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Colleges and universities from coast to coast are moving rapidly to close campuses and transition to virtual classrooms in lieu of face-to-face meetings as the spread of COVID-19 has transformed into a global pandemic.
In an effort to limit the spread of novel coronavirus, universities announced shutdowns and class cancellations beginning on Tuesday this week with Ohio State University. By Thursday, more than 250 colleges and universities had followed suit, including institutions with campuses in West Michigan.
Michigan State University immediately suspended face-to-face instruction in classroom settings and moved to virtual instruction. Students who can’t leave campus will still live in residence halls and eat together in dining facilities, according to the university.
Calvin University, Ferris State University, Grand Rapids Community College, Grand Valley State University, Kendall College of Art and Design, Muskegon Community College and Western Michigan University will transition to online classes on Monday.
Davenport University canceled in-person classes on March 13 and 16, and will replace them with “online and alternative learning options” on March 17 through the end of the semester. Aquinas College, Hope College and Cornerstone University will resume classes online on March 23.
At many of these schools, students had already returned to campus after spring break last week. Grand Rapids Community College, Grand Valley State University, Muskegon Community College and Cornerstone University all held at least two full days of regularly scheduled classes with students fresh from vacation.
Students from Ferris University, Kendall College of Art and Design and Aquinas College are on spring break this week and are asked not to return.
“This is a fluid issue changing sometimes by the minute,” Matt McLogan, vice president for university relations at Grand Valley State University told MiBiz. “Between Monday and Wednesday, the World Health Organization declared a pandemic and the state of Michigan confirmed at least two active cases. Faced with these developments, Grand Valley and all of Michigan’s public universities acted quickly on Wednesday to convert to remote and online class delivery.”
Officials at Grand Rapids Community College had been in contact with local and state health authorities “all along,” asking for guidance on how to proceed in a safe, responsible way, according to Dave Murray, communications director at the college.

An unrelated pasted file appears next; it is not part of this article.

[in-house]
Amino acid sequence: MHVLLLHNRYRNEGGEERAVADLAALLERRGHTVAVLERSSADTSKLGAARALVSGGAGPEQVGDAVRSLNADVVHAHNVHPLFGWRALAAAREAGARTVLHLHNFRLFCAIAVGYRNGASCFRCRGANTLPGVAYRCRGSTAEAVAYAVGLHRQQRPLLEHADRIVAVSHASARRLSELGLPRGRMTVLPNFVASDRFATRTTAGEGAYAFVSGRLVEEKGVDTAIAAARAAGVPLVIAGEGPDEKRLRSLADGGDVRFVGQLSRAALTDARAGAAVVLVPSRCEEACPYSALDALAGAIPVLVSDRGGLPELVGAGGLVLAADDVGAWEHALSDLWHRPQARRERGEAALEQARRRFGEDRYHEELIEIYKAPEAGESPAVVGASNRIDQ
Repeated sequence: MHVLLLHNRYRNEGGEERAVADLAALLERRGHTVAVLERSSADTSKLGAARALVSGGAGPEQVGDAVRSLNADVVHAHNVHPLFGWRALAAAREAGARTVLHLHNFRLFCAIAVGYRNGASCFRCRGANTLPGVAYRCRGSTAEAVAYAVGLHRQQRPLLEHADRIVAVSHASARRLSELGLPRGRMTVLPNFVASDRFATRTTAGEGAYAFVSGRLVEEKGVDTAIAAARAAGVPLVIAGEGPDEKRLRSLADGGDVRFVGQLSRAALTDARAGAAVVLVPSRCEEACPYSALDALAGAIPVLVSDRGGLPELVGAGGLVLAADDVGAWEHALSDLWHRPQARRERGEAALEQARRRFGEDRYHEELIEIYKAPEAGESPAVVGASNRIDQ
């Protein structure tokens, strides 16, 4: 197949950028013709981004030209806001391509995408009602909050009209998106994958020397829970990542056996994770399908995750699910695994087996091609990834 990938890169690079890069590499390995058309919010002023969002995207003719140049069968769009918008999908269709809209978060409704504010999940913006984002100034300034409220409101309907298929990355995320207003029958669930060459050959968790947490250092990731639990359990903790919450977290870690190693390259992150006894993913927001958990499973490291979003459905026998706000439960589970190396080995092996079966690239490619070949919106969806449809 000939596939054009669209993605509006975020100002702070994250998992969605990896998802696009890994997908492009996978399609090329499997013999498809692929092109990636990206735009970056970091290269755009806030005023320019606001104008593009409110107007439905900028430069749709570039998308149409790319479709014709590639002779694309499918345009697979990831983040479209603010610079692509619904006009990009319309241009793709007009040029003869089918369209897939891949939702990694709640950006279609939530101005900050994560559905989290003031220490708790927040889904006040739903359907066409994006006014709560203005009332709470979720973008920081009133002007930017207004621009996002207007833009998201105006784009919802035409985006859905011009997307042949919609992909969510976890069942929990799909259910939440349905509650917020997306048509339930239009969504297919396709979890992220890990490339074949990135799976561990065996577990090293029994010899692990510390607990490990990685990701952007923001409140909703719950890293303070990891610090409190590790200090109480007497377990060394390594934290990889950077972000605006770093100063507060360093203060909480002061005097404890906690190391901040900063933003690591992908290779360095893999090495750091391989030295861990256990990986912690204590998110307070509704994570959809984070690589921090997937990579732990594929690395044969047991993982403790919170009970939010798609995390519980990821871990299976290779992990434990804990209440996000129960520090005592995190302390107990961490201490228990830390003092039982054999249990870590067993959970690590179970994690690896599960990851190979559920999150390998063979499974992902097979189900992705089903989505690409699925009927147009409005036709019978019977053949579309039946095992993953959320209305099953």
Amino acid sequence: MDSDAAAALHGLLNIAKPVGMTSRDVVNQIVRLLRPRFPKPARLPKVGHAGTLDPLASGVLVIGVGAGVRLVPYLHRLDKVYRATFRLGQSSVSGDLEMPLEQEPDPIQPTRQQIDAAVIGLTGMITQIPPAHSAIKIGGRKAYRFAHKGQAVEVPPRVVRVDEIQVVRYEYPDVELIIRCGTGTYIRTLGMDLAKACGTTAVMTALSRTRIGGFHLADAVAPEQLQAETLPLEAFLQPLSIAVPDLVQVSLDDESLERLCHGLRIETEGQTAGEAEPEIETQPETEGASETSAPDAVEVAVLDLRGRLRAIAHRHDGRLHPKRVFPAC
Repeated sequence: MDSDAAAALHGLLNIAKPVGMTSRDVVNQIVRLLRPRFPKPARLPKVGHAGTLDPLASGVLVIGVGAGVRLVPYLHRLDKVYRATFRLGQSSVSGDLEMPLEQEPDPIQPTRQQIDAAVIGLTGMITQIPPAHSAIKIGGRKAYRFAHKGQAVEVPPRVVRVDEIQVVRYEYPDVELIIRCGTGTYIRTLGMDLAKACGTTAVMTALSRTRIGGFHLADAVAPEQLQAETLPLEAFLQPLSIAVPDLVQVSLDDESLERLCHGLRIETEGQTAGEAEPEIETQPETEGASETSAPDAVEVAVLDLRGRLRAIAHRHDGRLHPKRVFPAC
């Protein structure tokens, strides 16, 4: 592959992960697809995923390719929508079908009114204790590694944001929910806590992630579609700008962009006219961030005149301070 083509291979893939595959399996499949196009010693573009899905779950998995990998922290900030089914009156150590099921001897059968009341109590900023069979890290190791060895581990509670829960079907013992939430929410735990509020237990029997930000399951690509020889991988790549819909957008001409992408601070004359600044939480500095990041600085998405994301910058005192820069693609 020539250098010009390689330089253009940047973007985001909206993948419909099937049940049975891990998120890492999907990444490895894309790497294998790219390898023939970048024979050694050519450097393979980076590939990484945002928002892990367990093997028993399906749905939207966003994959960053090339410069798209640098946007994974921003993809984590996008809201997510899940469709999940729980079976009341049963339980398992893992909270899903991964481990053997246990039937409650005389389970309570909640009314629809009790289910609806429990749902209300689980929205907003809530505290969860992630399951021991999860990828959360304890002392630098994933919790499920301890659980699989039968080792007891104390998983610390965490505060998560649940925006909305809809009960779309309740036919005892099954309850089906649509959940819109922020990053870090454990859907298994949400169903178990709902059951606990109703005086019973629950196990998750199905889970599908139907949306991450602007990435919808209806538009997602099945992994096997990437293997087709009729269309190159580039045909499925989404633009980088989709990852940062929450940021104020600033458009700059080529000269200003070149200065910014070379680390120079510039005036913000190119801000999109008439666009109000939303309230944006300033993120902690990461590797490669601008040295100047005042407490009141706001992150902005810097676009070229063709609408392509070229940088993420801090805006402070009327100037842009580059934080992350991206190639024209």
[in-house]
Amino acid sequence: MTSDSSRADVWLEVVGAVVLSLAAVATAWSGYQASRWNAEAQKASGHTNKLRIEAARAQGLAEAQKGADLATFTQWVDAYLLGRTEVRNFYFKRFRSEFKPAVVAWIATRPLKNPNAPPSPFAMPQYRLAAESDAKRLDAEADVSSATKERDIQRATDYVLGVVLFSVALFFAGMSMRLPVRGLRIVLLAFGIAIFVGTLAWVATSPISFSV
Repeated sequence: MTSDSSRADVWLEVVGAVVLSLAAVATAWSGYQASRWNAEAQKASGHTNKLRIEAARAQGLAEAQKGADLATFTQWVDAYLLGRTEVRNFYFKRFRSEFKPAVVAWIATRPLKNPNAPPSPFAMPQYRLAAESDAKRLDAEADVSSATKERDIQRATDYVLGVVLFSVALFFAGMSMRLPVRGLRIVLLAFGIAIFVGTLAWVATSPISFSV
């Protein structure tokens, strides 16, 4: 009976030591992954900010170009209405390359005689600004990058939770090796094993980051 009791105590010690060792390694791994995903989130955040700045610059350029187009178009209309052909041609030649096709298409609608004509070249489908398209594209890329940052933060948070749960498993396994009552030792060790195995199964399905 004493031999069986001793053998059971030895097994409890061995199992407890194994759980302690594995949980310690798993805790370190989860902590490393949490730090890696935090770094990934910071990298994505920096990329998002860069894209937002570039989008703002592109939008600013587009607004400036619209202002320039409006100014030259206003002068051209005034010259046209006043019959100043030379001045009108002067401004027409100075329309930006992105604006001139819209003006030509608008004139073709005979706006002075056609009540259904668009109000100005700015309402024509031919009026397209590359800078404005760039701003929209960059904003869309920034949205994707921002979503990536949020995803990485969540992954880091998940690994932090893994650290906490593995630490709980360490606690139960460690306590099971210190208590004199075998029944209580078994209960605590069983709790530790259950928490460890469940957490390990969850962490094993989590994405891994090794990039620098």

Then, Michigan Gov. Gretchen Whitmer spoke with Grand Rapids Community College President Bill Pink and other higher education leaders by phone on Wednesday to discuss a coordinated effort to contain the virus.
Whitmer announced the state’s first two presumptive positive cases in Oakland and Wayne counties the night before, followed by a state of emergency declaration.
“We were in communication with other colleges, the school districts and community leaders during the day (Wednesday),” Murray told MiBiz. “We share many common programs and services, but also a commitment to keeping our people safe. We decided the best move was to transition to mostly online classes through the first week in April and reassess at that point.”
GRCC’s downtown campus will remain open and the school plans to continue to provide advising, enrollment assistance and other services.
Faculty at the college used Thursday and Friday to “access the transition to distance learning” and allow students who had never used online learning platforms to “get comfortable with the idea” and share their questions and concerns, according to Murray.
“We have a creative and innovative faculty,” he said. “We are confident it will work out and students will get the quality education they need to be successful.”
There are some labs and other aspects of face-to-face classes that might not transition well to online platforms and decision-makers at the college are looking into ways that students could still experience those aspects of learning in small groups.
“We’re still looking at those details,” Murray said. “There will certainly be some challenges as we move along this pathway, but we know this is the best move to keep our GRCC family safe.”
Earlier in the week, officials at GVSU told MiBiz it had already halted all university-sponsored travel to the countries identified as Level 3 by the CDC.
“We have a team that is meeting and planning daily for any contingency. The team is monitoring CDC guidelines and working with local health agencies,” Mary Eilleen Lyon, associate vice president of university communications at GVSU, said in an email to MiBiz. “We are aware of all those who traveled internationally on university-sponsored trips, and have a system for those who traveled personally to one of the Level 3 countries to self-report.”